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Là-Bas (Down There)
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1001 book reviews > Down There (La-Bas)- Joris-Karl Huysmans

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Amanda Dawn | 1152 comments Book about the occult and Satanism in what was at the time contemporary France (aka the 1890s). It follows a novelist, Durtal, who has a fixation on the middle ages. He starts learning about alleged child-murderer, occultist, and contemporary of Joan of Arc- Gilles de Rais- through his medievalist contacts, and finds out that the occultism he practiced is still alive. Apparently, it is heavily linked to the Catholic Church, and black masses require a real priest (fortunately he seems to know one who knows...a lot about this). His mistress turns out to be extremely in the know as well, and an investigation into the dark underworld is on.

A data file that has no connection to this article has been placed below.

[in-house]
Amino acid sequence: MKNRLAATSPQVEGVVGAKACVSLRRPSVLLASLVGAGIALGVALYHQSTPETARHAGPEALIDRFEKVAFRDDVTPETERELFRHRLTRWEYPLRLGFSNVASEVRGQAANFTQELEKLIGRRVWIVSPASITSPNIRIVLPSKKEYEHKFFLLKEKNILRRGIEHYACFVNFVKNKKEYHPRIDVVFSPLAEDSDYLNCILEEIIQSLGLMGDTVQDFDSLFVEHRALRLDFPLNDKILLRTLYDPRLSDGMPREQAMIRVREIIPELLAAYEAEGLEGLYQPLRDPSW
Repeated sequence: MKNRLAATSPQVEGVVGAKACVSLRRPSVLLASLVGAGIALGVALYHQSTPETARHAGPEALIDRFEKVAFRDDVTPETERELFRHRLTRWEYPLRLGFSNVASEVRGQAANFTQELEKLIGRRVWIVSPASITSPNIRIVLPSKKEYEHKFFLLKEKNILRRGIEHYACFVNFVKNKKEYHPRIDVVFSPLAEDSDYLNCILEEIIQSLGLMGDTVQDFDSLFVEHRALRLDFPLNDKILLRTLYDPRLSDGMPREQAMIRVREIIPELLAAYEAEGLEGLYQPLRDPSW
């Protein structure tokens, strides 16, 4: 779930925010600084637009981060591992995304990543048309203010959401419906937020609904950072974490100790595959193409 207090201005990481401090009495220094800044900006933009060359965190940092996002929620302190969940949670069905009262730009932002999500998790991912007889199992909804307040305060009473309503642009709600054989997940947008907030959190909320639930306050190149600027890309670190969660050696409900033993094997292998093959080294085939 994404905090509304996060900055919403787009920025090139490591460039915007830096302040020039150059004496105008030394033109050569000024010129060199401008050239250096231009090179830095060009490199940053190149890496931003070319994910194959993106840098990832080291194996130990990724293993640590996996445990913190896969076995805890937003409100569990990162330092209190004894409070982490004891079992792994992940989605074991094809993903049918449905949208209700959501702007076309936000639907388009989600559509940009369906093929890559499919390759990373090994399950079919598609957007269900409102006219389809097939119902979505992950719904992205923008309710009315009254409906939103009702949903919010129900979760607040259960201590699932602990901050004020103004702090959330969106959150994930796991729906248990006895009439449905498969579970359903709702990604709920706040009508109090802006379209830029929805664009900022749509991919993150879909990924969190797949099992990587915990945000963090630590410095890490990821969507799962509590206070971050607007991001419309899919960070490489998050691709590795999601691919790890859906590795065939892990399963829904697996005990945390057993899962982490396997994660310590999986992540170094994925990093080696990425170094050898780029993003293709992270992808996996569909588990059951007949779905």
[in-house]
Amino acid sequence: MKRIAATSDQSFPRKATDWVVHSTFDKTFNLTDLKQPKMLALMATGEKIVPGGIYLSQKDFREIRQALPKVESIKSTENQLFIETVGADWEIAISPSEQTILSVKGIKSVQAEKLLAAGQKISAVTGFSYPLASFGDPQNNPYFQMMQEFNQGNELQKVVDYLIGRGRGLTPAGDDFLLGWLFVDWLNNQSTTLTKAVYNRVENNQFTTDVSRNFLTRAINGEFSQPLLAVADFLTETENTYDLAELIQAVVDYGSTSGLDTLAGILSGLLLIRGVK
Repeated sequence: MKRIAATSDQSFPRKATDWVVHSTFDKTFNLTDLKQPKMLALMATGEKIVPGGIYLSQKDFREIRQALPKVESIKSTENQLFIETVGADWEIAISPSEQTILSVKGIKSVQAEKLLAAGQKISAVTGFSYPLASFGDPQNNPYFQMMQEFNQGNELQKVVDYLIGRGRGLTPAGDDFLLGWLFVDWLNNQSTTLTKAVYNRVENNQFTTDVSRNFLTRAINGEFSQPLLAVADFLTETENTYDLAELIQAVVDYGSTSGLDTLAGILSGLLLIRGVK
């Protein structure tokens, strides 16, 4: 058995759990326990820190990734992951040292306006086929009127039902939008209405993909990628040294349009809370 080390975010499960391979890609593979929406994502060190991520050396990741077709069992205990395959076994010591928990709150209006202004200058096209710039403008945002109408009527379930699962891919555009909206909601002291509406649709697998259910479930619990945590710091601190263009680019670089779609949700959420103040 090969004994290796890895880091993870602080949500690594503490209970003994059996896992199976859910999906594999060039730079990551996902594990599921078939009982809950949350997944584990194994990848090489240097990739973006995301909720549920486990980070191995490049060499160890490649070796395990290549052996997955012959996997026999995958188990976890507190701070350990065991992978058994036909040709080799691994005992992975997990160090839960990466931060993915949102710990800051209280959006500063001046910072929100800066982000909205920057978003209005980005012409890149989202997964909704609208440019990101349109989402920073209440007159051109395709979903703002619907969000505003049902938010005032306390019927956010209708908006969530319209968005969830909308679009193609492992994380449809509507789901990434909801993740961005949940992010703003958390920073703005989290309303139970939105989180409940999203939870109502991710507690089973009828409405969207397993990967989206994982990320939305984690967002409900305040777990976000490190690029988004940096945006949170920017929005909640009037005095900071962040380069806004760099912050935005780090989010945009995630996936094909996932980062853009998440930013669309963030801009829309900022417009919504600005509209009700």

In the day, this book was seen as so raunchy and shocking for public mass –sale. Nowadays, it doesn’t pack nearly the same punch, which is the sad inevitable fate of shock based art I suppose (unless you go to the furthest possible extreme immediately ala Marquis de Sade I guess). This book doesn’t go quite that hard. I appreciate how this book likely help create or popularize a lot of the tropes and features of modern horror and occult media, but given that we commonly encounter these features now, the originality of this book is lost for me as a modern reader.

So, ultimately, I found it fine but not extremely exciting, although I respect that my appreciation has likely been tainted by this book being a establishing piece of now cliché and popular media. I gave it 3 stars.

Diane  | 2050 comments Rating: 4 stars

Creepy story about a man from 19th France and his obsession with a real-life serial killer from the 15th century. There are some gruesome parts, which must have been extremely shocking for 19th century readers. The book is unusual in that it masterfully interweaves a lot of things together into a relatively short book. The writing is exceptional, so that helped offset the less than pleasant subject matter.

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